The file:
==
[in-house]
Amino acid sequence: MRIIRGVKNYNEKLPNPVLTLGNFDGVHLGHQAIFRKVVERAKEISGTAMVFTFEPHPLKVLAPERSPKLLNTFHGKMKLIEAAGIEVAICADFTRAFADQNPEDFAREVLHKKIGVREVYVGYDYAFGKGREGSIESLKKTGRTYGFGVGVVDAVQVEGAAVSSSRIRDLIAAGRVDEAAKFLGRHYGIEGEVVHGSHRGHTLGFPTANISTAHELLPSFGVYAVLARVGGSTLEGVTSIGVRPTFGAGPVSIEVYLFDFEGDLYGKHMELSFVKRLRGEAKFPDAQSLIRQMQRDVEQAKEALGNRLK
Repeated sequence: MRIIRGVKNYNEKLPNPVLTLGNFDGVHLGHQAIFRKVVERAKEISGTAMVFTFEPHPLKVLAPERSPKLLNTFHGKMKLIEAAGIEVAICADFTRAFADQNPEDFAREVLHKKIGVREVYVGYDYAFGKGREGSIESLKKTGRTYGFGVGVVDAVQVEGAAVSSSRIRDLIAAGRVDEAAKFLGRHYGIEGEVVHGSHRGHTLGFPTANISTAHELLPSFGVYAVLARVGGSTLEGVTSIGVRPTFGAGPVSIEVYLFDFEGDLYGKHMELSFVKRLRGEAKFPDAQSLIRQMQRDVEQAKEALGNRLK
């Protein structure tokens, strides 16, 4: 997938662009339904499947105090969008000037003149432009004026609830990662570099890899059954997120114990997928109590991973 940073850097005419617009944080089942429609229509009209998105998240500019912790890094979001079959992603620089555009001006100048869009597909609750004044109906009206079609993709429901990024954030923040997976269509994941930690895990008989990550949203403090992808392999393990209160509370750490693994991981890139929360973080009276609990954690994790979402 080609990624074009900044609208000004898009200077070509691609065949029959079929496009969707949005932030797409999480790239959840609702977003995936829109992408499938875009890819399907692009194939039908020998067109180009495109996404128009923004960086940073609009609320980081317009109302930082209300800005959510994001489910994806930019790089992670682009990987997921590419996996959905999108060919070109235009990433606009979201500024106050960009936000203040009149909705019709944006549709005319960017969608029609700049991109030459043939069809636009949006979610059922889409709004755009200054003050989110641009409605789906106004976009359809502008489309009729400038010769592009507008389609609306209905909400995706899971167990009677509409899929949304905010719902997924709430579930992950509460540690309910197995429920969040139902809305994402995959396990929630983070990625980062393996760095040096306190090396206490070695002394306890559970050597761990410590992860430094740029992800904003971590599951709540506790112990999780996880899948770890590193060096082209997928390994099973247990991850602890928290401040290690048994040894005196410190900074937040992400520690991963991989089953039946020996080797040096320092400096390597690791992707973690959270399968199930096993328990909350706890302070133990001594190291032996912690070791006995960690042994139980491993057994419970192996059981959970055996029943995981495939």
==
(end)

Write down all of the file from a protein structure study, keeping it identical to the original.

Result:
[in-house]
Amino acid sequence: MRIIRGVKNYNEKLPNPVLTLGNFDGVHLGHQAIFRKVVERAKEISGTAMVFTFEPHPLKVLAPERSPKLLNTFHGKMKLIEAAGIEVAICADFTRAFADQNPEDFAREVLHKKIGVREVYVGYDYAFGKGREGSIESLKKTGRTYGFGVGVVDAVQVEGAAVSSSRIRDLIAAGRVDEAAKFLGRHYGIEGEVVHGSHRGHTLGFPTANISTAHELLPSFGVYAVLARVGGSTLEGVTSIGVRPTFGAGPVSIEVYLFDFEGDLYGKHMELSFVKRLRGEAKFPDAQSLIRQMQRDVEQAKEALGNRLK
Repeated sequence: MRIIRGVKNYNEKLPNPVLTLGNFDGVHLGHQAIFRKVVERAKEISGTAMVFTFEPHPLKVLAPERSPKLLNTFHGKMKLIEAAGIEVAICADFTRAFADQNPEDFAREVLHKKIGVREVYVGYDYAFGKGREGSIESLKKTGRTYGFGVGVVDAVQVEGAAVSSSRIRDLIAAGRVDEAAKFLGRHYGIEGEVVHGSHRGHTLGFPTANISTAHELLPSFGVYAVLARVGGSTLEGVTSIGVRPTFGAGPVSIEVYLFDFEGDLYGKHMELSFVKRLRGEAKFPDAQSLIRQMQRDVEQAKEALGNRLK
């Protein structure tokens, strides 16, 4: 997938662009339904499947105090969008000037003149432009004026609830990662570099890899059954997120114990997928109590991973 940073850097005419617009944080089942429609229509009209998105998240500019912790890094979001079959992603620089555009001006100048869009597909609750004044109906009206079609993709429901990024954030923040997976269509994941930690895990008989990550949203403090992808392999393990209160509370750490693994991981890139929360973080009276609990954690994790979402 080609990624074009900044609208000004898009200077070509691609065949029959079929496009969707949005932030797409999480790239959840609702977003995936829109992408499938875009890819399907692009194939039908020998067109180009495109996404128009923004960086940073609009609320980081317009109302930082209300800005959510994001489910994806930019790089992670682009990987997921590419996996959905999108060919070109235009990433606009979201500024106050960009936000203040009149909705019709944006549709005319960017969608029609700049991109030459043939069809636009949006979610059922889409709004755009200054003050989110641009409605789906106004976009359809502008489309009729400038010769592009507008389609609306209905909400995706899971167990009677509409899929949304905010719902997924709430579930992950509460540690309910197995429920969040139902809305994402995959396990929630983070990625980062393996760095040096306190090396206490070695002394306890559970050597761990410590992860430094740029992800904003971590599951709540506790112990999780996880899948770890590193060096082209997928390994099973247990991850602890928290401040290690048994040894005196410190900074937040992400520690991963991989089953039946020996080797040096320092400096390597690791992707973690959270399968199930096993328990909350706890302070133990001594190291032996912690070791006995960690042994139980491993057994419970192996059981959970055996029943995981495939």